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Proteins Now on Loan in New Yeast Libraries

A new method helps researchers understand how the "moving parts" of a cell function
16.08.2018

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The different compartments (organelles) that make up the yeast cells. In each image, a different representative protein has been genetically tagged at its amino terminus with a green fluorescent protein (GFP) representing a different organelle. Each of these organelles has a different roster of proteins in it that allows the organelle to function as a system to carry out essential processes in the cell. By asking which proteins reside in which organelle, this study has generated a cellular encyclopedia

For the past two decades, life science researchers have been using libraries to borrow genes and proteins, rather than books. Some of the most frequented libraries are those containing series of yeast cells. Yeast are used in research labs around the world not only because they are required in the bread, wine and beer industries, but mostly because their cells are extremely similar to ours, making them excellent models for understanding human cell biology. Weizmann Institute of Science researchers have now developed a new system for creating yeast cell libraries. With this system, any lab can create a tailor-made library for almost any protein research.

A yeast library may contain thousands of “volumes” of genetically altered yeast strains. One library can have mutations in each of the 6,000 yeast proteins, while another may contain a collection of strains with fluorescent labels attached to their proteins. Such libraries have become the workhorse of modern yeast research, used to study the various functions of proteins or where they reside in the cell. But even though yeast cells contain many fewer genes than a human cell’s 25,000, making new libraries has been tedious and expensive, and until now, few have been created.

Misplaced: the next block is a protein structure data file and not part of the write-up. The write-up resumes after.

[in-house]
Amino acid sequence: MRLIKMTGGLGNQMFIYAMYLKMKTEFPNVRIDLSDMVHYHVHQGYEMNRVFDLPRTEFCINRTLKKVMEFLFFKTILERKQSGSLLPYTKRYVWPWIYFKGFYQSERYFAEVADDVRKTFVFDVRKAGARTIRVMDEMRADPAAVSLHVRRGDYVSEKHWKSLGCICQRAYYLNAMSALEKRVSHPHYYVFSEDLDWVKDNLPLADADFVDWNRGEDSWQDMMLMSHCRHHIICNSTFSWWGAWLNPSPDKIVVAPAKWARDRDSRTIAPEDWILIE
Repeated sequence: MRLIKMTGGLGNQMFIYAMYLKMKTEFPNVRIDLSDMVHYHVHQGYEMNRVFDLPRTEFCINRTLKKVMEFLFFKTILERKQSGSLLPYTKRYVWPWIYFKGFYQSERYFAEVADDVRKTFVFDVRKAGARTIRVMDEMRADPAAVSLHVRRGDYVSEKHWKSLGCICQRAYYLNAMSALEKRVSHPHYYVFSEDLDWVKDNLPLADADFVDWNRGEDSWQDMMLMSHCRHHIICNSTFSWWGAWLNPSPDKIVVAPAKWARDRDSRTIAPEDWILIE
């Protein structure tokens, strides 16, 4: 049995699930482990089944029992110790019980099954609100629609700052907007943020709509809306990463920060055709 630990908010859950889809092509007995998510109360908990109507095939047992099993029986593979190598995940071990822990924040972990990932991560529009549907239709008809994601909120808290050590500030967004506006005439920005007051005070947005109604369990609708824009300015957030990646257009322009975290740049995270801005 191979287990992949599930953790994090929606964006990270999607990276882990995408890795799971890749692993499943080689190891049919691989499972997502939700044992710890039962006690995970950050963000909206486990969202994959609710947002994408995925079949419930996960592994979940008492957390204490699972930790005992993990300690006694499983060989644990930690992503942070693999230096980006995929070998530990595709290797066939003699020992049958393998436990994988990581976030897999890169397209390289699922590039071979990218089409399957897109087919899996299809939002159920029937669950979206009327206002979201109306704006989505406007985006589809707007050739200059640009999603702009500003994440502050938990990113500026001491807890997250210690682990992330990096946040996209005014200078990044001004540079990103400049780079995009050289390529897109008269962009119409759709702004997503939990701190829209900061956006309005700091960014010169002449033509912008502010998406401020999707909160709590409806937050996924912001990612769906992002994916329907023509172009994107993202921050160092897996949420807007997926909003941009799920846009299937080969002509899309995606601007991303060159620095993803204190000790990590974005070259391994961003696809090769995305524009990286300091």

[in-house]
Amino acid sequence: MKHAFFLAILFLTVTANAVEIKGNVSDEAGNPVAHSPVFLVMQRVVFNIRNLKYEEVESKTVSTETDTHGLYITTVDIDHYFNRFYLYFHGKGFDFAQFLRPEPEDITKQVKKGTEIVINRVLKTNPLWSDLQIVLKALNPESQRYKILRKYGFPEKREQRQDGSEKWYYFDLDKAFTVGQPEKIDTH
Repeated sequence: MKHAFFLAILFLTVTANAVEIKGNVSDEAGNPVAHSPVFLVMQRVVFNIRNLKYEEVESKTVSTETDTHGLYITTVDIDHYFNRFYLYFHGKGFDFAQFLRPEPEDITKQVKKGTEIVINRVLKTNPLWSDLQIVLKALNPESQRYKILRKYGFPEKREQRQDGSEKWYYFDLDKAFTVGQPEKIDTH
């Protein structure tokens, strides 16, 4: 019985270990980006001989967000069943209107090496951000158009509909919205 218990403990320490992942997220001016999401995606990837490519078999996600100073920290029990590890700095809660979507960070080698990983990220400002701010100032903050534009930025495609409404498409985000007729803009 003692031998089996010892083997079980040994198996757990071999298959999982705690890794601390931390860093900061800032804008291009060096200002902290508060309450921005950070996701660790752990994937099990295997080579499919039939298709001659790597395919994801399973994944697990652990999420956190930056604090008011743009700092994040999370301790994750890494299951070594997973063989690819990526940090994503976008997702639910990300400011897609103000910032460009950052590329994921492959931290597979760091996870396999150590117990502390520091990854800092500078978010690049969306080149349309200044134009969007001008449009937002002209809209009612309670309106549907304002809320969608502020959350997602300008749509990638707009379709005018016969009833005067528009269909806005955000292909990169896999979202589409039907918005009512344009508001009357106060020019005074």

Our understanding of the cell has been something like having all of the parts of a car laid out on the garage floor

The Weizmann researchers, including Prof. Maya Schuldiner, Ido Yofe and Uri Weill of the Molecular Genetics Department, set out to change that situation. Ultimately, Weill, Yofe, Schuldiner and collaborators Prof. Michael Knop of the Zentrum für Molekulare Biologie der Universität Heidelberg (ZMBH) in Germany and his postdoc Dr. Anton Khmelinskii, together with the Weizmann Institute’s Dr. Emmanuel Levy and Dr. Ehud Sass, made a “mother” library that can be used to make any other library – rapidly, efficiently and cheaply. The approach is based on “swapping” the original tag to any other genetic piece in the yeast genome using an enzyme, so the team named this method SWAT (Swap Tag). This technique makes library construction something like playing with Lego – mixing and matching the volumes to put together ideal libraries. To showcase this approach, the team made seven brand new libraries for all of this organism’s proteins – nearly as many as had been made by all yeast labs in the past 20 years.